City Discusses Helmet Enforcement for Skate Park Users

By Riya Bhattacharjee
Thursday August 07, 2008 - 12:11:00 PM

Berkeley has long had a law mandating skateboarders to wear helmets and other protective gear, but it has been ignored, largely due to enforcement limitations. 

But the city’s Parks and Recreation Department is stepping up efforts to provide effective enforcement to change that. 

At a meeting last week, Scott Ferris, manager of the city’s Recreation Division, presented the Parks and Recreation Commission with a report outlining costs for additional staff who would enforce helmets at the 18,000-square-foot Berkeley Skate Park on Fifth and Harrison streets. 

The city, Ferris said, adopted state law that requires all skate park users to wear a helmet, elbow pads and knee pads, before it opened the Berkeley Skate Park in 2003. If they don’t, they can be cited. 

The law also requires the city to post signs informing people about wearing helmets. 

“When some commissioners toured the Berkeley Skate Park on June 28 they were concerned that most skateboarders were not wearing helmets or other safety equipment,” Ferris told the Planet. “Questions were raised about liability for the city and about the safety of park users. The report gives an idea about how much it would cost to bring in more staff to enforce [wearing] helmets.” 

The city spends $69,000 on monitoring the park two to four hours every day and running skateboard camps, lessons, contests and movie nights. 

Additional staffing could cost the city anything between $209,917 and $247,555, Ferris said. The park is open every day, 7 a.m. to 9:30 p.m. 

“The majority of the users don’t wear helmets,” Ferris said. “Some of the younger kids do. The Berkeley Skate Park is the busiest skate park in the East Bay. It’s not uncommon for the park to have over 200 skaters per day and have 40 or more skaters in the park at any given time.” 

Ferris said park staff recommend but don’t require participants to wear protective gear. “Right now we don’t do anything if park users don’t listen to us,” he said. 

Lisa Caronna, deputy city manager and former parks and recreation director, said that, although she was not aware of any serious injuries at the park, it was “clearly in the best interest of the city to enforce the rules.” 

“I have heard of one kid fracturing his forearm when I was director,” she said. “Clearly the rules say you have to wear helmets, and we expect people to wear them.” 

When the park first opened, safety concerns led the city to fund part-time staff who monitored the park 18 to 20 hours every week to enforce state law, informing the police in case of illegal activities and calling the authorities when someone was injured, the report from Ferris stated.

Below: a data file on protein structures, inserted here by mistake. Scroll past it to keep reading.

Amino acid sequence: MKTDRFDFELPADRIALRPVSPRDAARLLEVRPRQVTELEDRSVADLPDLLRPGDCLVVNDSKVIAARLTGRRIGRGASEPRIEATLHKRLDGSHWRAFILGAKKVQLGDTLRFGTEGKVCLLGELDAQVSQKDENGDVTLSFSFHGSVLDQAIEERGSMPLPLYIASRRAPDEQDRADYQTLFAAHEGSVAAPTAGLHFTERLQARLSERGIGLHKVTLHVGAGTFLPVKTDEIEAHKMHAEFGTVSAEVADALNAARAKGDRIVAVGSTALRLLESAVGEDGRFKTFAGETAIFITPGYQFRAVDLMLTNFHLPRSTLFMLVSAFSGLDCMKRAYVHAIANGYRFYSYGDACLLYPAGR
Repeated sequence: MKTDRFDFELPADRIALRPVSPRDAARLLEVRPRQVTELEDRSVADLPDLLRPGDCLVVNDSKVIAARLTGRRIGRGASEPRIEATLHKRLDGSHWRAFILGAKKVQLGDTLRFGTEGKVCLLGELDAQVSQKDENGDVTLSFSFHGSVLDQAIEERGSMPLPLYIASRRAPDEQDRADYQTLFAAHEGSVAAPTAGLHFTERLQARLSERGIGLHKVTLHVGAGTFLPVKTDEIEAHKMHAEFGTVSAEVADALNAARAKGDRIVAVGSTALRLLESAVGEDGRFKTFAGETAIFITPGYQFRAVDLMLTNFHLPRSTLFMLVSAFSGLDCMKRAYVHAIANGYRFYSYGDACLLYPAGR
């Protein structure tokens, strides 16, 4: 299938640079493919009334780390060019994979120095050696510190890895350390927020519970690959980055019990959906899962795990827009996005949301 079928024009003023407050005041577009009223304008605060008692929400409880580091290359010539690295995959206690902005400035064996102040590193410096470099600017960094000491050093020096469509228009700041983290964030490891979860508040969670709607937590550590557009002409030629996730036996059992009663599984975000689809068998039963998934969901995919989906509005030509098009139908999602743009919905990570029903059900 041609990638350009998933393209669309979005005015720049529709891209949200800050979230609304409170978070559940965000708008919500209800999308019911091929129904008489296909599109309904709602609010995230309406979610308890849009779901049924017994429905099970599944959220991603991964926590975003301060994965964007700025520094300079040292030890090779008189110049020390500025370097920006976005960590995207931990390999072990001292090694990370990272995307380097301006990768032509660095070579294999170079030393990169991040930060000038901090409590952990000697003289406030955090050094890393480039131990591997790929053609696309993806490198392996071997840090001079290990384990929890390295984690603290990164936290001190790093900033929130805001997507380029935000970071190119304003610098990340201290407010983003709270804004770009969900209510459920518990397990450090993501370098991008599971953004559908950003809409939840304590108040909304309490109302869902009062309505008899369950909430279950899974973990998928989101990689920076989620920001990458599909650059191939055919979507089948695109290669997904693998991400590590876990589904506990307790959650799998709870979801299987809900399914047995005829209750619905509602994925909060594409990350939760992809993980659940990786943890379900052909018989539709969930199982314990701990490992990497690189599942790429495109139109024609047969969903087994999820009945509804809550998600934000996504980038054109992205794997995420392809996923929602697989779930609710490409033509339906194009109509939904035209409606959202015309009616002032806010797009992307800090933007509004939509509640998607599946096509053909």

“Police often ticketed skaters who did not comply with the state law, but this resulted in numerous complaints from participants and parents and resulted in hostile conflicts between the police, city staff and skate park users,” Ferris said. 

A recommendation from the Parks and Recreation Commission to the City Council to stop enforcing the law followed in October 2005, but no action was taken. 

Complaints from parents and park users forced the Berkeley police to stop issuing tickets to skateboarders for not wearing safety gear, the report said, and the absence of police backup and sporadic staffing made it increasingly difficult for park staff to enforce state law and remove BMX bikes . 

“Staff would try to remove skaters from the park who did not comply with the regulations,” Ferris said. “The results were mixed. Many skaters would simply wait outside the park and come back when the staff person’s two-hour shift was over, or just ignore staff altogether.” 

Ferris said the Berkeley Skate Park over the next two years turned into a “rogue park,” which was soon “plagued by drug use, BMX bikers and many older skate park attendees who often threatened or intimidated younger skaters.” 

Parents and skaters started complaining to the Parks, Recreation and Waterfront Department, and the majority of the complaints centered around the BMX bikes in the park which often collided with skaters, the report said. 

Ferris said the Berkeley Police Department stepped up enforcement at the park over the last 16 months, assisting staff in removing bikers from the site. 

“We don’t have the money to police skateboarders,” Lisa Stephens, a parks and recreation commissioner, told the Planet. “The amount of money we are putting into it is a quarter of what is required to staff it. It would be nice if skateboarders got together and enforced the helmet rule on their own. Right now with the lack of funds in the city, we are in a tough spot.” 

Stephens said BMX bikes in the skate park were also a big problem. 

“The skate park is not designed for them,” she said. “Having skateboarders and bikes together is not a safe situation. It would take one serious injury to shut the place down.” 

Berkeley High graduates Dylan Carlone and Bantu Zuhir both said they did not wear helmets at the skate park. 

“It’s obvious that everybody is falling, but I don’t understand why people don’t see that and start wearing helmets,” Dylan, 18, said. “It’s more of a ‘cool’ thing’ I guess. Helmets are not cool. I remember when they started giving tickets, people just sat down or stopped skateboarding. But now no one tells me to wear my helmet anymore, so I don’t.” 

Bantu, who has been using the skate park for the last four years, said enforcing helmets at the park made sense because of its many ramps and slopes. 

“I like how they have a sign saying, ‘Skate at Your Own Risk,’” he said. “I used to wear a helmet when I was younger. But a helmet is a big bulky thing that just gets in your way, so I don’t wear it anymore.”